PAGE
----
Pine Cone-Hoarding Red Squirrel Keeps Its Eyes On You
“There is something very human in this apparent mirth and mockery of the squirrels. It seems to be a sort of ironical laughter and implies self-conscious pride and exultation in the laughter.”
From “Squirrels and Other Fur-Bearers” by John Burroughs
It was one of those glorious fall days – bright sunshine, cool temperatures and foliage a blaze of colors. A group of us ventured into the woods in the Hanover section of Sprague when my friend, Dick Waterman, discovered an odd assemblage of 100 or more pine cones. They were perfectly lined up, parallel to each other in a long row on the forest floor. It was as if a child had purposely collected them and placed each together touching in a line. He then found two other groupings of cones — one in less organized rows on the ground and the second a pile of about 20 tucked up against the side of a stone wall. “What in the world do you think put these here?” he asked.
The tall white pine tree just a few feet away was clearly the source of the pine cones, but which creature had left them in a perfect row was a mystery. I surmised it might be the noisy red squirrel known to dine on the cones of many conifer species. During winter forest rambles, I frequently find piles of chewed up cones at the base of a pine tree – the handy work of the ever-hungry red squirrel. I snapped a couple of pictures and sent them to Connecticut DEEP Wildlife Biologist Pete Picone, and he confirmed our suspicion with a reply of, “Cool observation! Could very well be a red squirrel stash of cones.”
With the mystery solved, I did a bit of research on Tamiasciurus hudsonicus and am glad to share information about the pine cone-hoarding red squirrel.
One of my favorite publications is Northern Woodlands magazine. They have published two books with a series of articles about the natural world – “The Outside Story,” volumes one and two. In volume two, I found an informative article by Michael Canduto called “Pine on the Cob” describing the red squirrel. Here are a few bits of information from his article:
“The cantankerous red squirrels are opportunistic feeders. Their diet consists mostly of vegetarian fare, but in addition to eating nuts, bark, roots, fruit, fungi, buds and flowers, they’ll partake of everything from insects, eggs, and baby birds to small reptiles, amphibians, mice, baby rabbits and even cast-off antlers.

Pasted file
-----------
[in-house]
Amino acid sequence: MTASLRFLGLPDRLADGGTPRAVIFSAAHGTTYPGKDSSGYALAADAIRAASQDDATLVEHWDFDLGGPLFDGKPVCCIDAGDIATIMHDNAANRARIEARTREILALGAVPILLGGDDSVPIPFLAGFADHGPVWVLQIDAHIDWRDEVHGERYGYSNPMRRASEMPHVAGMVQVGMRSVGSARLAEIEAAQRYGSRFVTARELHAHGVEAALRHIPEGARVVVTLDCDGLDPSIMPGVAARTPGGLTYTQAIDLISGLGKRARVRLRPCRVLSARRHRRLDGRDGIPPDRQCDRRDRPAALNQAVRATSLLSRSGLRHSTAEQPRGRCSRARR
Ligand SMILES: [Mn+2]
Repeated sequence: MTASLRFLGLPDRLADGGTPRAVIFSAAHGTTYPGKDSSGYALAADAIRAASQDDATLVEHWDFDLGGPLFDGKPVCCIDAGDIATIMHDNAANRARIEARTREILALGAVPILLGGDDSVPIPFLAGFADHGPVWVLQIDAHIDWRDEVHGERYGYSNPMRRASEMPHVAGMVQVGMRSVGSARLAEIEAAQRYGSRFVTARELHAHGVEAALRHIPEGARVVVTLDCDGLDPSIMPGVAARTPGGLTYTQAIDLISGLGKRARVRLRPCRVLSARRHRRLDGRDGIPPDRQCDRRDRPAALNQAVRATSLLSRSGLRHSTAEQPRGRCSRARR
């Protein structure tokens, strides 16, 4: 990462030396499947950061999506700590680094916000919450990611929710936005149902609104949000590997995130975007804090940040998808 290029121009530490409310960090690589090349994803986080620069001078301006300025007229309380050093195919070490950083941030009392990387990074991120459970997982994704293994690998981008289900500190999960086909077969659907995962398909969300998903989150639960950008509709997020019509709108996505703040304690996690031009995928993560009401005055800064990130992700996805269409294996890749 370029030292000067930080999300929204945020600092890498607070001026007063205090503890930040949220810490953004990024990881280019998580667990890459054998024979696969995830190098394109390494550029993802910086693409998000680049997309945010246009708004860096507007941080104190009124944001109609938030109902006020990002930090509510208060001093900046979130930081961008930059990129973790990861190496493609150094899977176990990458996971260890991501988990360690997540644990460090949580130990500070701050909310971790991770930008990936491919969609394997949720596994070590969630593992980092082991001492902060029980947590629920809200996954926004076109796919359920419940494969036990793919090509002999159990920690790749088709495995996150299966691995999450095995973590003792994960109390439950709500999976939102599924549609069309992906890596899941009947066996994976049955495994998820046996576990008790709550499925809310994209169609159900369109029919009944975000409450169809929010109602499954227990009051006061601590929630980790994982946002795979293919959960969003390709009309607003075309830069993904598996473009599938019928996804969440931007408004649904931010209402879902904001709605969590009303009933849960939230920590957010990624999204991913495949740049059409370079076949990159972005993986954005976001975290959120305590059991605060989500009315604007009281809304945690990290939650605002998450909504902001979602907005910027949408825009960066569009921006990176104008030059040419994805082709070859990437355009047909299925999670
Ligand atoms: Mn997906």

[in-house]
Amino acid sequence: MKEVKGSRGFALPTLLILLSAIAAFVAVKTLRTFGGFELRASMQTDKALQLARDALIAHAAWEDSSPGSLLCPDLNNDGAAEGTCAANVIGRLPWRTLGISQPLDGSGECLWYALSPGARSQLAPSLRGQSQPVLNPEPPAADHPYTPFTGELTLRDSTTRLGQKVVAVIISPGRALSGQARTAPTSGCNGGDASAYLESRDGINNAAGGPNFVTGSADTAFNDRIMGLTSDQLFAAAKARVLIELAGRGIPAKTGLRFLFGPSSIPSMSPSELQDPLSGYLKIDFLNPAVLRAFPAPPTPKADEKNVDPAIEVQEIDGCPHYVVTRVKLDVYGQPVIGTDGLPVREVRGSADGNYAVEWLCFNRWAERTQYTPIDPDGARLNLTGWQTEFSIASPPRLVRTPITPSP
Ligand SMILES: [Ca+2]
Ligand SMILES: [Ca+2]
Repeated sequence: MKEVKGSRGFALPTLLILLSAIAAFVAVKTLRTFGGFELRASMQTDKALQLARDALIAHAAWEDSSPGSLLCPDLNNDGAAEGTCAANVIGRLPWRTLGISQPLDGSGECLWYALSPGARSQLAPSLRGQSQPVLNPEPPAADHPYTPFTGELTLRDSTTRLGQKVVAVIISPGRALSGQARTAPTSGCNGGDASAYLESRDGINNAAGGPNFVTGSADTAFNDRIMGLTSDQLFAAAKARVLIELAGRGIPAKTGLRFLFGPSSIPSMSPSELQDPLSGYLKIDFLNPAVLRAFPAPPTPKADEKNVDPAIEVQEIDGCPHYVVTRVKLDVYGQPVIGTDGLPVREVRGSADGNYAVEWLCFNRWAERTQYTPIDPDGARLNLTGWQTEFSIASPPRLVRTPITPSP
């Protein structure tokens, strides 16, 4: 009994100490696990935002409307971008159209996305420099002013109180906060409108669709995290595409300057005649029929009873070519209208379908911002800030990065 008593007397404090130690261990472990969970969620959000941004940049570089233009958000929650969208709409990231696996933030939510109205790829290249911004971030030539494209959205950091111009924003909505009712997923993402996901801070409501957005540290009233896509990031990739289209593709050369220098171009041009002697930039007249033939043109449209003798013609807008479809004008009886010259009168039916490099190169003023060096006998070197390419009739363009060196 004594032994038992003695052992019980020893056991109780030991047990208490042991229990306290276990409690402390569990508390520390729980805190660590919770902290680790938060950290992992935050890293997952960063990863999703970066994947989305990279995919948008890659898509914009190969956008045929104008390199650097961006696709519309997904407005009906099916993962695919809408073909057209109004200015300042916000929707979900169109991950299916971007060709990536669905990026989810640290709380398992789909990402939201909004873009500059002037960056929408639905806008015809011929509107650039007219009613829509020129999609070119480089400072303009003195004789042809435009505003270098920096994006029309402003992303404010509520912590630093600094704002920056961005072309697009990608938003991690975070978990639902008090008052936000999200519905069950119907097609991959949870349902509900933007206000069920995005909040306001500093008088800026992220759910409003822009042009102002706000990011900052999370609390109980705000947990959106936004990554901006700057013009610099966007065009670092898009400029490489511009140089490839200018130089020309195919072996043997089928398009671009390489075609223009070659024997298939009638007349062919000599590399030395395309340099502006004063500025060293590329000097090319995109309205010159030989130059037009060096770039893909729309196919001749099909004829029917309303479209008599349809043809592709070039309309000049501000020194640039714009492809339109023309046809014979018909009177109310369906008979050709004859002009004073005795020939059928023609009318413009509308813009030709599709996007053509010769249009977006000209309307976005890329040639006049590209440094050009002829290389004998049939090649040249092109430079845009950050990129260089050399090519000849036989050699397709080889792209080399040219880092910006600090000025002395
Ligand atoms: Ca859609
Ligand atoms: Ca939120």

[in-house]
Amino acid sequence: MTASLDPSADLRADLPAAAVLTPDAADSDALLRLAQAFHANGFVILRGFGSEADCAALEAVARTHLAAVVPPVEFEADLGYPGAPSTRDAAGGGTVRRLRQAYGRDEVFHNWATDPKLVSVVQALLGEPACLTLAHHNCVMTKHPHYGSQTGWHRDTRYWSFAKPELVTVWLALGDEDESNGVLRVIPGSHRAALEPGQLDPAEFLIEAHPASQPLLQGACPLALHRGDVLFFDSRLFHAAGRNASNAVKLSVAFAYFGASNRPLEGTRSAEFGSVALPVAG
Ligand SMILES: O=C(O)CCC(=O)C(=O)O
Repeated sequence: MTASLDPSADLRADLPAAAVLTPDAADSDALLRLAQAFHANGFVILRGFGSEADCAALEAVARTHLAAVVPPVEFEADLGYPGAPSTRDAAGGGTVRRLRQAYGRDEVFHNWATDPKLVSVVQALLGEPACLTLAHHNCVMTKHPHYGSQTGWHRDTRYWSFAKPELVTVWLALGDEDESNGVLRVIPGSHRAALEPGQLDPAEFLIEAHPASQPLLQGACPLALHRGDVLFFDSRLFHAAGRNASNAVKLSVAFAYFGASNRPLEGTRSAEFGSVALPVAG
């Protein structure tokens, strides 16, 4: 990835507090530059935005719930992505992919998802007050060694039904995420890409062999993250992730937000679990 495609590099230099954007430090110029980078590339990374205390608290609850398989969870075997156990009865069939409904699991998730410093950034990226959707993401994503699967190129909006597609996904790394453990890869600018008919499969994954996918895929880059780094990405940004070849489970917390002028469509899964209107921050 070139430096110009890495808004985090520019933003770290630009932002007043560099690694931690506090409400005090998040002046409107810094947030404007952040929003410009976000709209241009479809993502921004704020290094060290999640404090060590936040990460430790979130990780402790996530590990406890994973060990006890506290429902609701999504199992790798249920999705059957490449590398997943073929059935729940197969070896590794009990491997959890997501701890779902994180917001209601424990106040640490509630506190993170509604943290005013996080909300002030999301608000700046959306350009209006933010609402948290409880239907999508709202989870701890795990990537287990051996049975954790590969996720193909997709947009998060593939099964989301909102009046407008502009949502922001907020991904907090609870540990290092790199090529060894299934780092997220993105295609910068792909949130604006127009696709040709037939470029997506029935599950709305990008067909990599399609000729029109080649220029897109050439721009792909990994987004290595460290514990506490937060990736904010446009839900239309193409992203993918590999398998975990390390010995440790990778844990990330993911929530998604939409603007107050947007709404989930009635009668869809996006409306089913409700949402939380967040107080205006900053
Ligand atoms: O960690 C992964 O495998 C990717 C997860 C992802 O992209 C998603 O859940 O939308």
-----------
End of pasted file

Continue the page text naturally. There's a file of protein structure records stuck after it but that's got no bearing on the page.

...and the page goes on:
“During the winter, red squirrels subsist on seeds of cones and may eat up to two-thirds of the pine seed crop produced in a forest each year. Other staples include the seeds of spruce and Eastern hemlock, they’ll also eat those of cedar, larch and many hardwoods.”
“A red squirrel will frequent the base of a particular pine tree to eat, chewing scales off the core of a cone the way people eat corn-on-the-cob. First it chews the scales off near the stem. As each scale falls away, a pair of seeds is exposed. Because each subsequent scale lies up the cone and a small turn along the spiral, the squirrel must twirl the cone as it eats. Mounds of discarded scales and naked cone-cores pile up wherever a red squirrel partakes of its pine-on-the-cob.”
“They breed from about mid-January through mid-February, often during thaws. Dens are in hollow trees, especially old woodpecker nests. Litters of two to five hairless squirrellets arrive about a month after mating. Young grow quickly under the female’s care, start to wander from the nest at around six weeks and are weaned in about two months.”
The term “cantankerous” perfectly describes the red squirrel. A walk through a mixed deciduous and conifer forest will usually be interrupted by the chatter of a red squirrel, especially if you’re near its nest or cache of food. They make a variety of noises from chattering to a screeching noise similar to that call of a blue jay. If a hawk or other predator is nearby they make a barking alarm call like a “kuk” or “quaa” and a buzzing sound.
The red squirrel is smaller than the gray squirrel and weighs only about 7 ounces. Its bushy tail is slender and almost as long as the length of its head and body, with a total length of about 12 inches. Its coat is a rusty, reddish brown in summer that turns slightly grayer in winter. The underside is white, and it has a white eye-ring. The male and female are equal in size.
If you see a pile of pine cones in the woods, all chewed up and discarded, or left in piles or neat rows for future use, then you’ll know red squirrels are about. You may hear the squirrels and not see them, but they’re keeping a watchful eye. This time of year, they are hoarding and storing food to get them through the winter months. Please, leave their stash where you find it.
We live in a beautiful place called The Last Green Valley National Heritage Corridor. Finding a cache of pine cones left by a red squirrel tells us winter will be here soon. They remain active throughout the year, and so do we. I hope you’ll join me and others as we care for, enjoy and pass on this place we call home.
Bill Reid is the chief ranger of The Last Green Valley National Heritage Corridor and has lived in the region for more than 35 years. He can be reached at email@example.com.
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